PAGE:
Kansas City, MO (KCTV) – Kansas City, Missouri is considering a name change, turning The Paseo into Martin Luther King Junior Boulevard.
It was on the city council's agenda on Thursday and they tabled it.
But we wanted to know what people who live, and work in the aera think about re-naming it.
One person who is passionate about the potential name change said, leave The Paseo alone.
But every other person KCTV5 talked to was very much for making this thoroughfare MLK Boulevard.
Along the 10 mile stretch of road, Martin Luther King’s words were,
“We must learn to live together as brothers or perish together as fools. Forgiveness is not an occasional act. It is a constant attitude. Hate cannot drive out hate only love can do that.”
Women who were inside a fairly new business on The Paseo, wouldn’t mind changing their address.
“I would love to write my address with Martin Luther King instead of The Paseo. Nobody can actually pronounce it that’s not from Kansas City anyways,” explained Sharia young, business owner.
“Martin Luther King has paved the way for myself, my children, and in everybody. He speaks of love, he speaks of fellowship,” voiced Monica Samuels.
The Paseo doesn’t have the best reputation so, renaming it after a man that embodied peace...
“If anything, it’ll shine a light making things a little bit better you know. Maybe people will look up at the street sign and say maybe I shouldn’t be starting things because MLK, we should honor him on the street. You know?” expressed Deja Berryman.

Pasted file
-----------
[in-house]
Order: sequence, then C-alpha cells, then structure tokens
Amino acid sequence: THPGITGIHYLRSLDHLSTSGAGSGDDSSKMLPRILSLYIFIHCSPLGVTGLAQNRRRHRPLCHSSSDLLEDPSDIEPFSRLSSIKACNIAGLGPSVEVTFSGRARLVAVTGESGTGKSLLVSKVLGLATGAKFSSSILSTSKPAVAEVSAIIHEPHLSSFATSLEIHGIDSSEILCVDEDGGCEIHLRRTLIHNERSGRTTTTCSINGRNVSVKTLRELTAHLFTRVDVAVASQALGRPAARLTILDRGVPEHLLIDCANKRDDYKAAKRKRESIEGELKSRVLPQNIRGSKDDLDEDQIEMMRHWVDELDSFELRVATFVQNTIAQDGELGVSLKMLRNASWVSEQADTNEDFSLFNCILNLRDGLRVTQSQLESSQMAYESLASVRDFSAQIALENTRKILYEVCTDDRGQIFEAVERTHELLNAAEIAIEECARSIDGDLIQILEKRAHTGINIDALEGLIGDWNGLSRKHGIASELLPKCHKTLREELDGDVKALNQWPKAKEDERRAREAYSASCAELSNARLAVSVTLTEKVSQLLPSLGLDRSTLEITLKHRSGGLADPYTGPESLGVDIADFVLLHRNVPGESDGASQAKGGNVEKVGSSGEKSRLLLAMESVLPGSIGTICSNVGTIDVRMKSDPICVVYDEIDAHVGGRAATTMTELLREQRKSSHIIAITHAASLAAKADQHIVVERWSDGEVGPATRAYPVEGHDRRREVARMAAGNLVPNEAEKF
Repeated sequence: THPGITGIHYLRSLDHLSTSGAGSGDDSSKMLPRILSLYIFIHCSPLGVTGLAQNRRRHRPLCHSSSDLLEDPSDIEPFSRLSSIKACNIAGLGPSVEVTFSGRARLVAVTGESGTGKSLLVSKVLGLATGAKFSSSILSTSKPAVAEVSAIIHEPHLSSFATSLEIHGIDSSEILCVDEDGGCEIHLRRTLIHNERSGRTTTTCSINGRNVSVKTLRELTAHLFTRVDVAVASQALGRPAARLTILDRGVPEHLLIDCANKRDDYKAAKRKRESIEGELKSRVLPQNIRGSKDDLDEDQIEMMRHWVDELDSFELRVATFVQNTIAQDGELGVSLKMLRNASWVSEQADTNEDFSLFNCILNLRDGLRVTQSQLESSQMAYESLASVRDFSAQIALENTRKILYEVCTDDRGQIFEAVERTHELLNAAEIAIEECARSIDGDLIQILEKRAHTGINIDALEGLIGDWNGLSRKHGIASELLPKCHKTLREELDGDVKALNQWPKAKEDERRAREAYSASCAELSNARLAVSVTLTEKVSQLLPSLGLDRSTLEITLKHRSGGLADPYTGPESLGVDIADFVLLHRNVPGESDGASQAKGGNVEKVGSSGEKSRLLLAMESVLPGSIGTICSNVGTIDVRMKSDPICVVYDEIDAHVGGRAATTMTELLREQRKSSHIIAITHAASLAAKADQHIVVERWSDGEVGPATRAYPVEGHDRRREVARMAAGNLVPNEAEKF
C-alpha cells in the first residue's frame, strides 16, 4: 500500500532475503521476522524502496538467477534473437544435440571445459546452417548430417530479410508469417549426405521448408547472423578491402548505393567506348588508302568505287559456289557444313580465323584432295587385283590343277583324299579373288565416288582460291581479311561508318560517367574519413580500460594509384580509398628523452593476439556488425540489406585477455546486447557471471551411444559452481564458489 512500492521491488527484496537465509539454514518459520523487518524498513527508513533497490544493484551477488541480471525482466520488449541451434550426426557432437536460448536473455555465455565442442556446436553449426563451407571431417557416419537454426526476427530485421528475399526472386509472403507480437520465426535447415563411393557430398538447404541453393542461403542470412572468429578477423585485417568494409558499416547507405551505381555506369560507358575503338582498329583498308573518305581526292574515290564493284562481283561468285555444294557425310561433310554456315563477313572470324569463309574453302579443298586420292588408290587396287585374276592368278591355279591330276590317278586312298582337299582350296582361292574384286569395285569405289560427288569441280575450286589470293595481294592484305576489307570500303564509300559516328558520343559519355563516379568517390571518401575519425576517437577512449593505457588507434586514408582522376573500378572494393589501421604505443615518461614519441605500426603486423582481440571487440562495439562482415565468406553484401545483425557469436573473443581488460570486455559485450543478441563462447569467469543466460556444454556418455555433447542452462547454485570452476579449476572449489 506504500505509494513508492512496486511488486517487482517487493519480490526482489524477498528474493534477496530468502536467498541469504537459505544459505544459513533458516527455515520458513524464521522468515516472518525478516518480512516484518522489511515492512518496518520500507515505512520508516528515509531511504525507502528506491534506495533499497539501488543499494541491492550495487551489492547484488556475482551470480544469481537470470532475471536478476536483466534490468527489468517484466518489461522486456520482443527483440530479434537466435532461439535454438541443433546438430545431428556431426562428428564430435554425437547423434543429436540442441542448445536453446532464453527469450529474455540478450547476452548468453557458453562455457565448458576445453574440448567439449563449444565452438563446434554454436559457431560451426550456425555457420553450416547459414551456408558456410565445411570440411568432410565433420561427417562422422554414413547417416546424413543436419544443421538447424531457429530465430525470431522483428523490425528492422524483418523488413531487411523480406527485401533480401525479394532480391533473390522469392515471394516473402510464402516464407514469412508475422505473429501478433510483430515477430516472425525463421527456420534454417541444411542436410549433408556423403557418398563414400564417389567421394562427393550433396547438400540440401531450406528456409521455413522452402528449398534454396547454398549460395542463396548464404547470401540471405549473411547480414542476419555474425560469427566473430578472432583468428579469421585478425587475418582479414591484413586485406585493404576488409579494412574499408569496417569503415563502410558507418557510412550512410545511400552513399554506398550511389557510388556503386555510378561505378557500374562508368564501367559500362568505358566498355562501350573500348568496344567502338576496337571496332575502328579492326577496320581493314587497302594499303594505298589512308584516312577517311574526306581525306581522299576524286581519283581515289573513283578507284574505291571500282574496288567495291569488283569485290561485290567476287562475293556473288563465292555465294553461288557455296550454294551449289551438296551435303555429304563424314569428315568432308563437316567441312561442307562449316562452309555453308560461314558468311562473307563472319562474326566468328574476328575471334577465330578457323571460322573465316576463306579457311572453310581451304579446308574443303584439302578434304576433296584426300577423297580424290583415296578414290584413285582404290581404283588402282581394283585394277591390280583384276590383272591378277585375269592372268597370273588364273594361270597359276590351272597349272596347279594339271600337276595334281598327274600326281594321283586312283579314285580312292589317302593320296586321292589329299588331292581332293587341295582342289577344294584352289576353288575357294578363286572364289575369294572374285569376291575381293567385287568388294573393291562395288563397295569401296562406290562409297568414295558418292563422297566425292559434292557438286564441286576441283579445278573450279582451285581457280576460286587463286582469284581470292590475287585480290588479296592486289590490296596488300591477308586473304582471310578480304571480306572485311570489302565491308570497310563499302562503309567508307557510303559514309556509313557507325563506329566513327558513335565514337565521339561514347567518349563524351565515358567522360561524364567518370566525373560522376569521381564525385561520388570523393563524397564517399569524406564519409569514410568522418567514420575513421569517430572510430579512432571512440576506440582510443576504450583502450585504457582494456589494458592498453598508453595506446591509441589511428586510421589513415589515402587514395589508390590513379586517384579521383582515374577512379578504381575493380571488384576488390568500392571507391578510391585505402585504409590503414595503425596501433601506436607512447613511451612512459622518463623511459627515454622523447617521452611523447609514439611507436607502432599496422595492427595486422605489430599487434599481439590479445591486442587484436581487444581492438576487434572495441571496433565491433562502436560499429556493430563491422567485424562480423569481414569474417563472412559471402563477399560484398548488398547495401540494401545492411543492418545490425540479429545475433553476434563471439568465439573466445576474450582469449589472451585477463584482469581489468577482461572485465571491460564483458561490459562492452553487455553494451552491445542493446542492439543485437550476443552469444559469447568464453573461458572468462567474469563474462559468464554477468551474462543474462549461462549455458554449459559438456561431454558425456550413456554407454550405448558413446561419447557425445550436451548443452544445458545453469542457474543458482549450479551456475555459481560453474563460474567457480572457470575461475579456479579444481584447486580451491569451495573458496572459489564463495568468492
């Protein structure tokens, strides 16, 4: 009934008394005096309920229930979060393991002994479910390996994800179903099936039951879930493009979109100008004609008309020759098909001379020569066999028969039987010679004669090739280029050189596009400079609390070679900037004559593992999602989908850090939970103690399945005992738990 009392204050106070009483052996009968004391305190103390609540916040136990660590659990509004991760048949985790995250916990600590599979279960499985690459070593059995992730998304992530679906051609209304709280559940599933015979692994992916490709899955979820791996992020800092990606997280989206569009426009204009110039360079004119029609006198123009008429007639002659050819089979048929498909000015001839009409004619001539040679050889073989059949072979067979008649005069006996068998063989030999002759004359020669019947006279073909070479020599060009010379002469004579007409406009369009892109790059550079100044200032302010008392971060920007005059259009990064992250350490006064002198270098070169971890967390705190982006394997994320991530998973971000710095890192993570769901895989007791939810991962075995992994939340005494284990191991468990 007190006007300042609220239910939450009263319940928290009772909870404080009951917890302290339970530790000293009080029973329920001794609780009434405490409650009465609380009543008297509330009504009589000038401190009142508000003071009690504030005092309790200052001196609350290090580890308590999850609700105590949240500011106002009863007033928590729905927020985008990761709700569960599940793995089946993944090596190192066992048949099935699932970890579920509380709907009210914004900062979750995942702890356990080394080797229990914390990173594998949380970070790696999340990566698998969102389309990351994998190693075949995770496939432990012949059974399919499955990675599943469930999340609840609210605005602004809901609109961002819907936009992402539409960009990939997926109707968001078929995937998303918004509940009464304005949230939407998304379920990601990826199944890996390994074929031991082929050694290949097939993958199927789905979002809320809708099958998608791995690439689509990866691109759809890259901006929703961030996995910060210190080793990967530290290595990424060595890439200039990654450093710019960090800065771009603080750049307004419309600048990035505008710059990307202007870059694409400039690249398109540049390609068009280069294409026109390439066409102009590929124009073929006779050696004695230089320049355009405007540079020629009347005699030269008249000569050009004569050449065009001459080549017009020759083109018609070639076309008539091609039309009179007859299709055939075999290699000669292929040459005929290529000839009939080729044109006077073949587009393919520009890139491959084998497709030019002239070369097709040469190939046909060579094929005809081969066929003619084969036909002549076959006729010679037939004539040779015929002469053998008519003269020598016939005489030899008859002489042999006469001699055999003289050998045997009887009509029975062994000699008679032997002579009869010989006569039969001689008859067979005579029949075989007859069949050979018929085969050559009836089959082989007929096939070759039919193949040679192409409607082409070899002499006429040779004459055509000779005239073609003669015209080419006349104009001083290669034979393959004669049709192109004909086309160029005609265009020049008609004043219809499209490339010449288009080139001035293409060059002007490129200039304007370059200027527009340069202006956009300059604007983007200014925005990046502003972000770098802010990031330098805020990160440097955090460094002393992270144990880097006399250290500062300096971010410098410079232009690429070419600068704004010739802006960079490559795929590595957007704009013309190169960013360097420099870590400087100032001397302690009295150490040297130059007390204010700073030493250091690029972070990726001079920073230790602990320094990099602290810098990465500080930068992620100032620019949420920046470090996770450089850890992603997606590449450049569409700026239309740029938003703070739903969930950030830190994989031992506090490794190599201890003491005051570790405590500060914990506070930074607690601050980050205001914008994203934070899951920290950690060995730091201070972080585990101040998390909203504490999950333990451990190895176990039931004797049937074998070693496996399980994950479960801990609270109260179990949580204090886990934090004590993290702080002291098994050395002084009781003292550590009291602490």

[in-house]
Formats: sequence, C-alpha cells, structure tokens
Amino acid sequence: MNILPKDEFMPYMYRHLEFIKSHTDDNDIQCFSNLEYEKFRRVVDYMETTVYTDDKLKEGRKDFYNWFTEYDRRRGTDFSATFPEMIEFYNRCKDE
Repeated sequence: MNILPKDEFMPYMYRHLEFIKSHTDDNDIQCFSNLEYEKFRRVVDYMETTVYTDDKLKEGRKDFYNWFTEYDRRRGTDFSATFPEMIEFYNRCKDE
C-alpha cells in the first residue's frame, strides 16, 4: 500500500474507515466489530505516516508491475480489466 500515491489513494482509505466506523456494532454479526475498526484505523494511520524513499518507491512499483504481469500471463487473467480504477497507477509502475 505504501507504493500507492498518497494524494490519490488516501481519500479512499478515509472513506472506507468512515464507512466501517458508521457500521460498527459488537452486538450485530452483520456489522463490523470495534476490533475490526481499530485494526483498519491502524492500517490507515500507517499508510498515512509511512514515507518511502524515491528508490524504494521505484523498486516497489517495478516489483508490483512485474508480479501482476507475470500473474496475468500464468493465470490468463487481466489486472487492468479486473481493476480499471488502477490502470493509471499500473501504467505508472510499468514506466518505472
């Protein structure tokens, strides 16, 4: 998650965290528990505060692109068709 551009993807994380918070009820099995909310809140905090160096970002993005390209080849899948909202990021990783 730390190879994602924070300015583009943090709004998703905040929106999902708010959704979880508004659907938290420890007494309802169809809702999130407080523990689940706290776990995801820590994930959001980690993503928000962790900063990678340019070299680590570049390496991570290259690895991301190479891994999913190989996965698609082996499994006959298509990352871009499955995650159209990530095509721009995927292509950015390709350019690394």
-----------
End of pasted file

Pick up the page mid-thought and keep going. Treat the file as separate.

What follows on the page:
The sentiment is the same down the street.
“Me being a barber shop owner on Martin Luther King, it would be nice you know? Historical,” said Richard Dockery, barber shop owner.
Dockery doesn’t even mind it would cost the city at least $50,000 to change the name. And nine miles up the road, Tina Wurth gets emotional thinking about Doctor King's message and what it means to the community she serves and her bi-racial sons who grew up in the area.
“I think people are not judged by the color of their skin, but the content of their character,” expressed Wurth.
She believes the history of the people who’ve lived along The Paseo makes it the perfect spot to bear his name.
The Paseo does go through Kansas City’s black community. This is actually a memorial to African American veterans on the north stretch of the road.
KCTV5 will keep you posted on what the council decides when the item comes back to the council in January.
More than 1,000 streets around the world are named after King.
Chicago was the first city to re-name a street for King.
It happened shortly after he was assassinated in 1968.